John Oliver and the new satirical news

As I see it, the purpose of John Oliver’s Last Week Tonight is foremost to educate, then to advocate, and finally to make its viewers laugh at the absurd antics of everyday media and politics.

Take last Sunday’s episode, in which the ignorant comments of an Alabama state judge prompted Oliver’s summary—and subsequent takedown—of the manner in which judges are elected in this country. Instead of spending the segment skewering the Alabama judge (as the Daily Show would likely have done) or bringing in two pundits to debate whether the Supreme Court has the right to override a state (as most nightly news segments would), John Oliver spends 13 minutes incisively commenting on how super PACs, campaign donations, and public pandering are undermining our supposedly independent judiciary.

There’s an element of satire of course, as Oliver riffs on a series of horrendous and hilarious campaign ads, but the search for comedy is grounded by a greater commitment to distilling complex information. Oliver presents well-sourced material (he cites academic studies and the Citizens United ruling) that effectively supports his ultimate point that: “Sometimes the right decision is neither easy nor popular, and yet campaigns force judges to look over their shoulder after every ruling.”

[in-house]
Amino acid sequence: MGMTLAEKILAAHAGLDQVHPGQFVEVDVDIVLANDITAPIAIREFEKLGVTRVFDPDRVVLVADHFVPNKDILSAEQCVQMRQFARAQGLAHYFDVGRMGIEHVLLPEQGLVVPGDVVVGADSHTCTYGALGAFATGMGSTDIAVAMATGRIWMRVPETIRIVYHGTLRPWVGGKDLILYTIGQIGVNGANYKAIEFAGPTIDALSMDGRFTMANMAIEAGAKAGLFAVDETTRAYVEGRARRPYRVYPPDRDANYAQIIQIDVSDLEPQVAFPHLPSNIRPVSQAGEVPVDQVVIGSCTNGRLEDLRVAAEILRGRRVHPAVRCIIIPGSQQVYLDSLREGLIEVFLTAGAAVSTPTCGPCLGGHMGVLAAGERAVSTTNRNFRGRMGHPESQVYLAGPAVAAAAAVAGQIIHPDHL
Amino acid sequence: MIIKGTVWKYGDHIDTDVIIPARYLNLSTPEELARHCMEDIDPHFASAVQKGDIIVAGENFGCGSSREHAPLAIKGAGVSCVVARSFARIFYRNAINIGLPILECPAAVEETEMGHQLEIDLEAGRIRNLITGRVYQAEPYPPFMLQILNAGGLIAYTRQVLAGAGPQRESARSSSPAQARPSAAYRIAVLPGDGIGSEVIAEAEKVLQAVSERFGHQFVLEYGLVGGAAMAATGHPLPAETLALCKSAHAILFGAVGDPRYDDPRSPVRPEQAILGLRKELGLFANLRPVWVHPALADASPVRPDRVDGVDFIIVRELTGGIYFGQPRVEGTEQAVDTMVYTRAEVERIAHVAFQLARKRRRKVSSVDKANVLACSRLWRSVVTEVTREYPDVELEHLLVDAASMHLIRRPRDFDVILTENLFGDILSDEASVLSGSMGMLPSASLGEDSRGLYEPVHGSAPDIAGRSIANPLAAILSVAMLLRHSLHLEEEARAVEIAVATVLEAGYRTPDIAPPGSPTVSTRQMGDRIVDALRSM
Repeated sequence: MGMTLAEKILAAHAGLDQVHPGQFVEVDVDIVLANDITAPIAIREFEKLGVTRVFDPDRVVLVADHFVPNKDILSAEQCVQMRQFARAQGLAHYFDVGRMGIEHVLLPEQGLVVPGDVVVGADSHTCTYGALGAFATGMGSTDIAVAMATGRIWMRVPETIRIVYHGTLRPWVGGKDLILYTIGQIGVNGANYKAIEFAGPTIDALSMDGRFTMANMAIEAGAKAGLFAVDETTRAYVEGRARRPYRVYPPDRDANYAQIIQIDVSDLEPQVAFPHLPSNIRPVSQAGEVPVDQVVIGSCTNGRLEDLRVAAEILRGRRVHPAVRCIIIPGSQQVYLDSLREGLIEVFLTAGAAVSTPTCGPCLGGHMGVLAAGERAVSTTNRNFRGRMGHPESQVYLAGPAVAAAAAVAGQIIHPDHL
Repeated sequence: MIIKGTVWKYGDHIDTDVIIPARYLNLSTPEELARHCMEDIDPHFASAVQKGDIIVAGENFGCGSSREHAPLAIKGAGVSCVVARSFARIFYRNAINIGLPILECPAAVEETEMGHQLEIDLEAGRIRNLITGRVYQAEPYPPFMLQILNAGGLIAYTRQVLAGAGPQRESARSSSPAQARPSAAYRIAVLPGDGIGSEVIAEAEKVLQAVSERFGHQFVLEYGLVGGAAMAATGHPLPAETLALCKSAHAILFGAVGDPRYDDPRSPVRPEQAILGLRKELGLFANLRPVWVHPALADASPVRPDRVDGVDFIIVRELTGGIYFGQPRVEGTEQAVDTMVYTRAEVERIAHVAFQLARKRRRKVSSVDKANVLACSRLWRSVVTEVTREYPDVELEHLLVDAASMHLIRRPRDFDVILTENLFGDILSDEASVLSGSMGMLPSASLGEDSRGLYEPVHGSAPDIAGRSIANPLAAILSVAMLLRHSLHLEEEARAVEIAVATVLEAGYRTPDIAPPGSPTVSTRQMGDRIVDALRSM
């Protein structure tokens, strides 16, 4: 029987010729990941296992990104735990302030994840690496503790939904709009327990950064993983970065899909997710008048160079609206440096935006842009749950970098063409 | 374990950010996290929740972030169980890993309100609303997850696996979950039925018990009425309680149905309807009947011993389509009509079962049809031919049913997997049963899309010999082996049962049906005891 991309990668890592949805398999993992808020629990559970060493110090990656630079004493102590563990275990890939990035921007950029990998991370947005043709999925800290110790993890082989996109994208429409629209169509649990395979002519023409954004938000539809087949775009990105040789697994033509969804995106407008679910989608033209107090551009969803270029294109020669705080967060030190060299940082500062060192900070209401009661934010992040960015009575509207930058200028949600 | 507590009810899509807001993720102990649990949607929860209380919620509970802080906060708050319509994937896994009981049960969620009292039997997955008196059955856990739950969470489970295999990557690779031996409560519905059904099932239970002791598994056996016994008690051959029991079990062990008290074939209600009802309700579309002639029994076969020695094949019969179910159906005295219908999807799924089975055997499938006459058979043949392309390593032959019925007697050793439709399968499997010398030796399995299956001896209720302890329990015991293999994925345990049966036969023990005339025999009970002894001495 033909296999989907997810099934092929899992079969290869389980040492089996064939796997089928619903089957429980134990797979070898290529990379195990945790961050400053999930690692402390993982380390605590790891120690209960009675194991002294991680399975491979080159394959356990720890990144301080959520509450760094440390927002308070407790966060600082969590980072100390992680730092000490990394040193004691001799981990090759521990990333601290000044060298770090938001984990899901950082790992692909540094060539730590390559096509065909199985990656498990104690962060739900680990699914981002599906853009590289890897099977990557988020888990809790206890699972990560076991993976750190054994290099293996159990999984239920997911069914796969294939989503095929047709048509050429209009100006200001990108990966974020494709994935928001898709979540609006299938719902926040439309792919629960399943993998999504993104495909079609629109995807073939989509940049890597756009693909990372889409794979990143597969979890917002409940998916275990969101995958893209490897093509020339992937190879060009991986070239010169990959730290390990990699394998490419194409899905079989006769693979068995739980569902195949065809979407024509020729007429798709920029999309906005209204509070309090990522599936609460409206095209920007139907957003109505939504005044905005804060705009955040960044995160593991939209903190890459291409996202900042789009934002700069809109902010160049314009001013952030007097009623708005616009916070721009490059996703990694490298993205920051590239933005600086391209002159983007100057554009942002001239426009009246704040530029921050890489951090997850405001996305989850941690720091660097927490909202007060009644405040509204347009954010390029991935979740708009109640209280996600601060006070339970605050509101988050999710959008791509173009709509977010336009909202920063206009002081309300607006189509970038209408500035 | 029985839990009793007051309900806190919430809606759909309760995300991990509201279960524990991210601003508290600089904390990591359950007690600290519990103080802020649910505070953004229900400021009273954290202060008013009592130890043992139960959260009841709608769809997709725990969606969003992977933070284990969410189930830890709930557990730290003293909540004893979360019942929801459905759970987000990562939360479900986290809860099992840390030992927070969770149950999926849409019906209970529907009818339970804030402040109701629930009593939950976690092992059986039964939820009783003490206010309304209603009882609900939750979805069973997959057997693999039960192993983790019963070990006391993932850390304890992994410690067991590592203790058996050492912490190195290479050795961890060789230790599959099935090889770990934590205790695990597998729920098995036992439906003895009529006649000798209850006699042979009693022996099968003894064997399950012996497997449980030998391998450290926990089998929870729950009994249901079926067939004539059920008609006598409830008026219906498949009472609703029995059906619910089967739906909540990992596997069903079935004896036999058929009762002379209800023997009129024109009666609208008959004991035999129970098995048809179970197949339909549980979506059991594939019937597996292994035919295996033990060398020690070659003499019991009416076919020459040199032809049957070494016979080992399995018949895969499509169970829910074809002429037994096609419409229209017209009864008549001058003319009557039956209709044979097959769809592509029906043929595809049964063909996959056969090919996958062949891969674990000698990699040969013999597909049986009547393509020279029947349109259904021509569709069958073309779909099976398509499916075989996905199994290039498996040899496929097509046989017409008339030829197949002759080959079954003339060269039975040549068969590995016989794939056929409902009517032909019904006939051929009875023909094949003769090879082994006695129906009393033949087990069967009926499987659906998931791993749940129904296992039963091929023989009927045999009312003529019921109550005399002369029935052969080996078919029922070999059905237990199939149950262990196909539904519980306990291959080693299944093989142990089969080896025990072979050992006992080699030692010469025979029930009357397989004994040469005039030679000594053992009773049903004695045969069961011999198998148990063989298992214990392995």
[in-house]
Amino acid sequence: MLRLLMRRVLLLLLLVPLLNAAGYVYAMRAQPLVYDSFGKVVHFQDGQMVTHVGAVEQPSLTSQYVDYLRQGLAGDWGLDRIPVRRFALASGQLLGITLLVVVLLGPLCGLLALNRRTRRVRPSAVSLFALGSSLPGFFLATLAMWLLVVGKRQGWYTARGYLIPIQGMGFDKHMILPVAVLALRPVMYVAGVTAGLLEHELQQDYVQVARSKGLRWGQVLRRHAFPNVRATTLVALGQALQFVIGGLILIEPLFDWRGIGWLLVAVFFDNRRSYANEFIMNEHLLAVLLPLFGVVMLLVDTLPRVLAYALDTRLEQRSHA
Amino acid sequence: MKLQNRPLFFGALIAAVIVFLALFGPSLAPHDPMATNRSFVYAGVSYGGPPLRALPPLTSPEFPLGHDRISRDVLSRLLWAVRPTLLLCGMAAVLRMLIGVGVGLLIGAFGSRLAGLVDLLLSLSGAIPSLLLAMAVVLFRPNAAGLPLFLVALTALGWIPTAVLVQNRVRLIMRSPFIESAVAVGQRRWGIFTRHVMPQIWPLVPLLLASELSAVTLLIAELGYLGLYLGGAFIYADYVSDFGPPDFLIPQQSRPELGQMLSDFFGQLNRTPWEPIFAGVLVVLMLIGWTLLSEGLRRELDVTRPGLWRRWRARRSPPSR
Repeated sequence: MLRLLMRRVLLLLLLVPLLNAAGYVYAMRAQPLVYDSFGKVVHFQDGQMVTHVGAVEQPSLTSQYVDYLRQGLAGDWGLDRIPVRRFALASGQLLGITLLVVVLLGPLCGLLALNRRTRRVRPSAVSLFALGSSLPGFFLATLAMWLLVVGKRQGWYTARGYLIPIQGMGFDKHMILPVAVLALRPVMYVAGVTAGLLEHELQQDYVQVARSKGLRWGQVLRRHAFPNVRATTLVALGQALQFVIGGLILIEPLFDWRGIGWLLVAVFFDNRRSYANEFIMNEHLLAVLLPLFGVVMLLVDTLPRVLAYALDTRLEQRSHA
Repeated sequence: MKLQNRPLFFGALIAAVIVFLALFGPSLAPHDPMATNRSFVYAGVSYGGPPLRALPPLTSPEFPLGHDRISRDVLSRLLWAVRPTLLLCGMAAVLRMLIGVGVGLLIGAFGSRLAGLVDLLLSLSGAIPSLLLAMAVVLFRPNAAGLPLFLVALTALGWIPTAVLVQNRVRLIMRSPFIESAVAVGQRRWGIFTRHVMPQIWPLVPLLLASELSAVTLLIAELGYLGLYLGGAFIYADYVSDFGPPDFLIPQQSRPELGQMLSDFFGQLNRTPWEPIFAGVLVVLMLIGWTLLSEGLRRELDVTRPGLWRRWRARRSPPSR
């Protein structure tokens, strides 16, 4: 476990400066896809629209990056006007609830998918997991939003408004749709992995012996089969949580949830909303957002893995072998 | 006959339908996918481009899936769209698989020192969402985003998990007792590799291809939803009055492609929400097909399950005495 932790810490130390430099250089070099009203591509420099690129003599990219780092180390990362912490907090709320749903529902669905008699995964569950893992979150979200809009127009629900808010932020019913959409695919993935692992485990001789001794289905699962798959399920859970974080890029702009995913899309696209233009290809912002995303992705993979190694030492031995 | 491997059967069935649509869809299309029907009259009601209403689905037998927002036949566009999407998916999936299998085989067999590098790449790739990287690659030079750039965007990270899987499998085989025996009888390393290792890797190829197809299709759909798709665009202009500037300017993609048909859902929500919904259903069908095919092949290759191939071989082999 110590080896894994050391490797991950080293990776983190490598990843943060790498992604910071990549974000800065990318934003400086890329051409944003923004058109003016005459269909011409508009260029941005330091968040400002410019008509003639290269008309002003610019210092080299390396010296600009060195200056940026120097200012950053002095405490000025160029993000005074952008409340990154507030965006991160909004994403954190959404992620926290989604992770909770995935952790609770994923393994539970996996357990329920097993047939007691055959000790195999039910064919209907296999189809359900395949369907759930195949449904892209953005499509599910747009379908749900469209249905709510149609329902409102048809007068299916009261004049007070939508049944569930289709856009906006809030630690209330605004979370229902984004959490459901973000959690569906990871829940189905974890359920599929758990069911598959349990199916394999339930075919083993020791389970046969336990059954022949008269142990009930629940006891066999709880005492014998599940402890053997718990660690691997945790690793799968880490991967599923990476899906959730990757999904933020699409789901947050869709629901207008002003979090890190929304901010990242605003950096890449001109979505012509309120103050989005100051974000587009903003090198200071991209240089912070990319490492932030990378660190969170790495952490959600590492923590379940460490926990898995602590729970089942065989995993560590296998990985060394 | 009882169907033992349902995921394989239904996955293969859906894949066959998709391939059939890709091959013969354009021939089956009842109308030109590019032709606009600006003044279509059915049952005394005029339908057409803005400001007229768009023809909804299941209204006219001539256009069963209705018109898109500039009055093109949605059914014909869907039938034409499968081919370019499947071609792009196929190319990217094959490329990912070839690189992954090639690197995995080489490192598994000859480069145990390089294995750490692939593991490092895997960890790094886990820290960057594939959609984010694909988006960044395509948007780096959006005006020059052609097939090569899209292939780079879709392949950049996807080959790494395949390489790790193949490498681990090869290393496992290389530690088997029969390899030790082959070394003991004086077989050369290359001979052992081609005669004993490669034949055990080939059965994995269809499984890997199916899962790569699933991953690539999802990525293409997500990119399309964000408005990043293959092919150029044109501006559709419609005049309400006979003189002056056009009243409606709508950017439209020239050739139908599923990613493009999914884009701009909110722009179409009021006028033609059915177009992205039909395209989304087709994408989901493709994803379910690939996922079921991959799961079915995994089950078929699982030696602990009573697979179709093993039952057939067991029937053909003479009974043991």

According to some, this type of self-serious sermonizing has no place in a comedic environment, particularly coming from (gasp!) a foreigner. But Oliver’s chummy schtick shouldn’t diminish the fact that what he’s doing is hard-hitting, long-form journalism. While his kernels of wisdom may be sandwiched between Green Giant dick jokes and absurd clips of banjo-strumming judges, his ability to engage and inform viewers should be taken very seriously.

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